North Korea has criticized the US decision to provide Australia with nuclear-powered submarines and warned of unspecified retaliation if it finds the deal affects the North’s security.
State media on Monday published comments by an unnamed North Korean foreign ministry official who called the arrangement between the US, UK and Australia an “extremely dangerous act” that would destroy the security balance in the Asia-Pacific and will trigger the “chain reaction of an arms race”. “
The official said North Korea is closely investigating the deal and will proceed with this action even if it has “the smallest negative impact on the security of our country.”
US President Joe Biden last week unveiled a new alliance involving Australia and Britain that would deliver an Australian fleet of at least eight nuclear-powered submarines. Biden has insisted that the ships be conventionally armed.
The announcement triggered an angry backlash from France, which has criticized Australia for withdrawing from the French-majority state-owned Naval Group’s 90 billion Australian dollar ($66 billion) contract to build 12 conventional diesel-electric submarines. Accused of concealing intentions.
Australian Prime Minister Scott Morrison attributed the switch to the deteriorating strategic environment in the Indo-Pacific, an apparent reference to China’s massive military build-up that has gained momentum in recent years.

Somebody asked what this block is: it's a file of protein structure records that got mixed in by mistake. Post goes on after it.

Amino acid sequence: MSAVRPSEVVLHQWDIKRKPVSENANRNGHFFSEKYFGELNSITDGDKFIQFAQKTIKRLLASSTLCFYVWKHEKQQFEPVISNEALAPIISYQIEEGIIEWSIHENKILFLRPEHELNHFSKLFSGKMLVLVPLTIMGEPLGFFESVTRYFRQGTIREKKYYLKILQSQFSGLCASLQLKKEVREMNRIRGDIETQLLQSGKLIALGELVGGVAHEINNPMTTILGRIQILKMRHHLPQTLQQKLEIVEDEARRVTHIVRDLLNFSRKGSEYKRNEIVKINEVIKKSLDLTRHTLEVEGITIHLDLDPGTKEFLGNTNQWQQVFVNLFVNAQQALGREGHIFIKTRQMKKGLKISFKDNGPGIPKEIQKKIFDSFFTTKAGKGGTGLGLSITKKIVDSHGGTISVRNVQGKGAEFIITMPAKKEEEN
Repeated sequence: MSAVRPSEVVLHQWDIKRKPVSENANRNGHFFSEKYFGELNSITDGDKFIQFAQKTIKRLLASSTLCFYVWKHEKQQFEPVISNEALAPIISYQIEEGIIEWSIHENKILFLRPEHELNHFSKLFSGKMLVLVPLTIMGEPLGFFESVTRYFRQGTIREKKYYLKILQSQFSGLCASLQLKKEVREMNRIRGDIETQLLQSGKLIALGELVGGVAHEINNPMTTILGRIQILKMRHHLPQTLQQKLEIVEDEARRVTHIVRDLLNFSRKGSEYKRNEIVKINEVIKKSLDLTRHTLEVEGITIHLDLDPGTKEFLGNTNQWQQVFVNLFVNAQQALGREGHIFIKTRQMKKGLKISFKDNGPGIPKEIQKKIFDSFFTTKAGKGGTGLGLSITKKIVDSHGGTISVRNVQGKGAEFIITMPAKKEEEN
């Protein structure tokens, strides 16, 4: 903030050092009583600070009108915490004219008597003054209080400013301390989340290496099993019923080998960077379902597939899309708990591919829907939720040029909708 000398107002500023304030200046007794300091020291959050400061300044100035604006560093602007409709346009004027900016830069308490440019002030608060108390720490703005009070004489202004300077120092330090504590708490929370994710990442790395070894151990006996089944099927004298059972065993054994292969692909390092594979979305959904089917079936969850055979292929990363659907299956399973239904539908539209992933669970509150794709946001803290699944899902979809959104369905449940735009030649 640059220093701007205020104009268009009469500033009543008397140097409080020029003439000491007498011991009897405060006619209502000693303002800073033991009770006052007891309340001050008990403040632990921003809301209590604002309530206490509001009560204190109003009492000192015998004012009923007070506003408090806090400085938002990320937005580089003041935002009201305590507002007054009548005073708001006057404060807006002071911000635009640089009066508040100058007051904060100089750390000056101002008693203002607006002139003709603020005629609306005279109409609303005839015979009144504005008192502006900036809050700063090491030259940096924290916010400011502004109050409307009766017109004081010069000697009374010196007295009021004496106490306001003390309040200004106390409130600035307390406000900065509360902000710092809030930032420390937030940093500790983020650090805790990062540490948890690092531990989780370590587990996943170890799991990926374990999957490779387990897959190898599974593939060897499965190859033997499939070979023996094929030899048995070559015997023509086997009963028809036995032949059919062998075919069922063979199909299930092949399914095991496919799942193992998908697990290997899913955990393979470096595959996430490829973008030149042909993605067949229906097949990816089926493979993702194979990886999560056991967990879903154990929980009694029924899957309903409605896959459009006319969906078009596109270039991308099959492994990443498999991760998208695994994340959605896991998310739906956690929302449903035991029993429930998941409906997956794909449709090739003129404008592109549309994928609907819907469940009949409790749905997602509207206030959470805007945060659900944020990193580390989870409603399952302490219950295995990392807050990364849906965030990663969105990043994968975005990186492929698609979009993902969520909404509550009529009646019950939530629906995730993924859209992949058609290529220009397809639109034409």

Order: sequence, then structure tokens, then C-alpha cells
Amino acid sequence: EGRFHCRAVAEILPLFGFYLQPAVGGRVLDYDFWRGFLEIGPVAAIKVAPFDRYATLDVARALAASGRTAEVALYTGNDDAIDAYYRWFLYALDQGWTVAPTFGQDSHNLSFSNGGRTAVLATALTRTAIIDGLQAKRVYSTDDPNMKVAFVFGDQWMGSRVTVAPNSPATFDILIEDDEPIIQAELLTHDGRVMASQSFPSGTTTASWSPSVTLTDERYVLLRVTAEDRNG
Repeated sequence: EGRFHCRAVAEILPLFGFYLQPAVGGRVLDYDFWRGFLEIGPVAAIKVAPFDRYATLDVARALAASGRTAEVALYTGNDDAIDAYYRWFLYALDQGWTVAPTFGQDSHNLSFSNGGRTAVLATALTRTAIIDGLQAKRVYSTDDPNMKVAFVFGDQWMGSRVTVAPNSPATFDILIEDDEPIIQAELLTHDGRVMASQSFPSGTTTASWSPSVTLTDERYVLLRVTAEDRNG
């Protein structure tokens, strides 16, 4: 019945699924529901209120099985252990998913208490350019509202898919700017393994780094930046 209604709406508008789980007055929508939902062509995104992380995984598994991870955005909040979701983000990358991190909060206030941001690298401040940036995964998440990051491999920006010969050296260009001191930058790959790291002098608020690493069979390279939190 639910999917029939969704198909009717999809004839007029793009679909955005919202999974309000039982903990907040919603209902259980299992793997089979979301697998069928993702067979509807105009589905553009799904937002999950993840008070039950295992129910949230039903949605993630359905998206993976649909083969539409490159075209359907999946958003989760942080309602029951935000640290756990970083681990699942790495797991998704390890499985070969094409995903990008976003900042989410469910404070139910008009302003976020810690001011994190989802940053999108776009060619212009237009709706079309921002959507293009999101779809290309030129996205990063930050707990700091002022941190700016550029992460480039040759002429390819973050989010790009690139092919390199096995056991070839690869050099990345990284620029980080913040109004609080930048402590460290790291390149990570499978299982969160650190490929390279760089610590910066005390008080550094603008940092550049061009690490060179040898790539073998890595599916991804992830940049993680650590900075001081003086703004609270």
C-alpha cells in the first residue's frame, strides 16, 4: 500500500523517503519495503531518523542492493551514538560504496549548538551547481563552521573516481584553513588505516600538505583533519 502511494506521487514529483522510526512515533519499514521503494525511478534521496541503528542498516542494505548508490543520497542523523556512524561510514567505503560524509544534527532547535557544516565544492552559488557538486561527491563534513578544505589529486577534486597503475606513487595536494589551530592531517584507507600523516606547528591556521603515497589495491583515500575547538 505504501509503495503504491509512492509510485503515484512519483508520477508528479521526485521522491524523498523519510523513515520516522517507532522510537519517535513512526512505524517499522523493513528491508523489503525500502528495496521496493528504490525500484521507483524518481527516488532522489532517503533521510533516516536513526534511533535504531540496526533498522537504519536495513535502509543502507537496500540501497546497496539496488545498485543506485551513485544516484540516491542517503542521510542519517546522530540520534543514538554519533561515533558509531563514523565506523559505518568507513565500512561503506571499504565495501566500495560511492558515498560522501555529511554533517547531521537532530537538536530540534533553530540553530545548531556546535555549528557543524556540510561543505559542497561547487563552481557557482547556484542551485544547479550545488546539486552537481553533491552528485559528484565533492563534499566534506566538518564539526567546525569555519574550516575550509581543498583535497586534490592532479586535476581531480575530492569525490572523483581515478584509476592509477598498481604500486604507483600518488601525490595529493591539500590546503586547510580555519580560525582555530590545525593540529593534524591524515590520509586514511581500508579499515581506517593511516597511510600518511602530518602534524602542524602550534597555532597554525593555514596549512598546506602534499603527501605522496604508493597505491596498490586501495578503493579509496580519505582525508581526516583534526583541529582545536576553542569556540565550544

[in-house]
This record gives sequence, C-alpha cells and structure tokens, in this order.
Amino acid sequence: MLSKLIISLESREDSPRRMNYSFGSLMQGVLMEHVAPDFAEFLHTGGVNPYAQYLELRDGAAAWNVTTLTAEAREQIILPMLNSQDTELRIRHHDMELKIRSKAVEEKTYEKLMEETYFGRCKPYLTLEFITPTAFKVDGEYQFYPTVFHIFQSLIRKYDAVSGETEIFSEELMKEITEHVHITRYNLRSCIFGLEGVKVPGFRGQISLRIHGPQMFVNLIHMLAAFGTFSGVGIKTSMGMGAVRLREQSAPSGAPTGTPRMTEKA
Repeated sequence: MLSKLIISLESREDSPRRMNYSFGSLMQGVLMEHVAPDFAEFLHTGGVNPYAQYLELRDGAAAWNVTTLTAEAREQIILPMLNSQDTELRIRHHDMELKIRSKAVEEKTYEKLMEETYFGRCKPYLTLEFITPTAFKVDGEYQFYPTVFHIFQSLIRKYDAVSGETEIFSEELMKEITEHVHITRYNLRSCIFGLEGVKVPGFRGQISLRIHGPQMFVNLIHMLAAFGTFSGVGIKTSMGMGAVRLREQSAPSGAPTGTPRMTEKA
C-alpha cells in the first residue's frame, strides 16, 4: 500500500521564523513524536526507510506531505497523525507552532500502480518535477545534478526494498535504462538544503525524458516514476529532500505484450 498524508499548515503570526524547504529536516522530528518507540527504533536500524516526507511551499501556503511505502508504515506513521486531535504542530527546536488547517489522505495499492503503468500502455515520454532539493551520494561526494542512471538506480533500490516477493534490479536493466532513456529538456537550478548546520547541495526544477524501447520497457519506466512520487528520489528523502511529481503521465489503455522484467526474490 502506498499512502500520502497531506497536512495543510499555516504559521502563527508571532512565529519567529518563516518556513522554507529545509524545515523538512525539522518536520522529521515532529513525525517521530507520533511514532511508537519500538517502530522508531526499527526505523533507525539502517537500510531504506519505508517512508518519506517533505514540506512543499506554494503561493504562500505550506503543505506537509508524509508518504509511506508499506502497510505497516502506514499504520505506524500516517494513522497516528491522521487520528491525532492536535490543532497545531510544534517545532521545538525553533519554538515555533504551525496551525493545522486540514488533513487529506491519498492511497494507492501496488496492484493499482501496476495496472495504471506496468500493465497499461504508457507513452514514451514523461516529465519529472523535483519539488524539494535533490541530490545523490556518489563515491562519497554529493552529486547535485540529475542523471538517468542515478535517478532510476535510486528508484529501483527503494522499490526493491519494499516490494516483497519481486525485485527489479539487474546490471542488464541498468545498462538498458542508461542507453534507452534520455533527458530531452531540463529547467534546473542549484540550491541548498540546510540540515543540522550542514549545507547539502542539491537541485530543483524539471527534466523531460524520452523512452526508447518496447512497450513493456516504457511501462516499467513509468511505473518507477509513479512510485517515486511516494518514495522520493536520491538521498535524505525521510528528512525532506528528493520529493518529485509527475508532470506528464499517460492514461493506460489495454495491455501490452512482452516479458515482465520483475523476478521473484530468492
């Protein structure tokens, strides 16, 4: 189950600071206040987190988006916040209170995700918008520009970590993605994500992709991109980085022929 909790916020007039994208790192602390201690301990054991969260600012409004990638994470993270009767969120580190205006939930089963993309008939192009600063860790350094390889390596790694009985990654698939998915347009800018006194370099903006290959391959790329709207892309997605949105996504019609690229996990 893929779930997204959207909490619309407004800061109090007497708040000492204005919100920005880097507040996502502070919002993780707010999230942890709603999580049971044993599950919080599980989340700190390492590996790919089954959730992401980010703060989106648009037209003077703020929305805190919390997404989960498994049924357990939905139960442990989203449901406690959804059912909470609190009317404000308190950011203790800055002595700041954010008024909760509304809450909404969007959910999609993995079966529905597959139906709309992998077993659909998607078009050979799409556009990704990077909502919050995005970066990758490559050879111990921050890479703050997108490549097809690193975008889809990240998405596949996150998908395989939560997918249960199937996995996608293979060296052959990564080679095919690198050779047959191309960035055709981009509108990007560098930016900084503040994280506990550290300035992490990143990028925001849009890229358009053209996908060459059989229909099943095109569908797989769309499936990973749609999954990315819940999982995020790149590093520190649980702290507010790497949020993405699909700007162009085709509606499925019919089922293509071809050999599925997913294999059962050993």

The North Korean official said the United States was also being accused of back-stabbing by its allies, making an apparent reference to the French complaints. The official said the North supports the views of China and other countries that the deal “would destroy regional peace and security and the international non-proliferation system and intensify the arms race.”
“The current situation once again shows that (our) efforts to enhance national defense capabilities based on a long-term view should not be undermined in the slightest,” the official told the Korean Central News Agency.
The North has suspended its tests of nuclear bombs and intercontinental-range ballistic missiles that could hit the US mainland since 2018 when leader Kim Jong Un began diplomacy with former President Donald Trump, while Tried to leverage his arsenal for relief from badly needed sanctions.
Nuclear talks between Washington and Pyongyang have stalled since the fall of the second Trump-Kim meeting in 2019, when Americans rejected North Korean demands for major sanctions relief in exchange for dismantling an old nuclear facility, which only will amount to a partial surrender. about its nuclear capabilities.
While maintaining its own moratorium on nuclear and ICBM tests, the North continues to test short-range weapons threatening US allies South Korea and Japan in an apparent attempt to pressure the Biden administration over stalled diplomacy.
The North this month tested a new cruise missile it intends to eventually equip with a nuclear warhead and demonstrated a new system for launching ballistic missiles from trains.
Credit: www.independent.co.uk /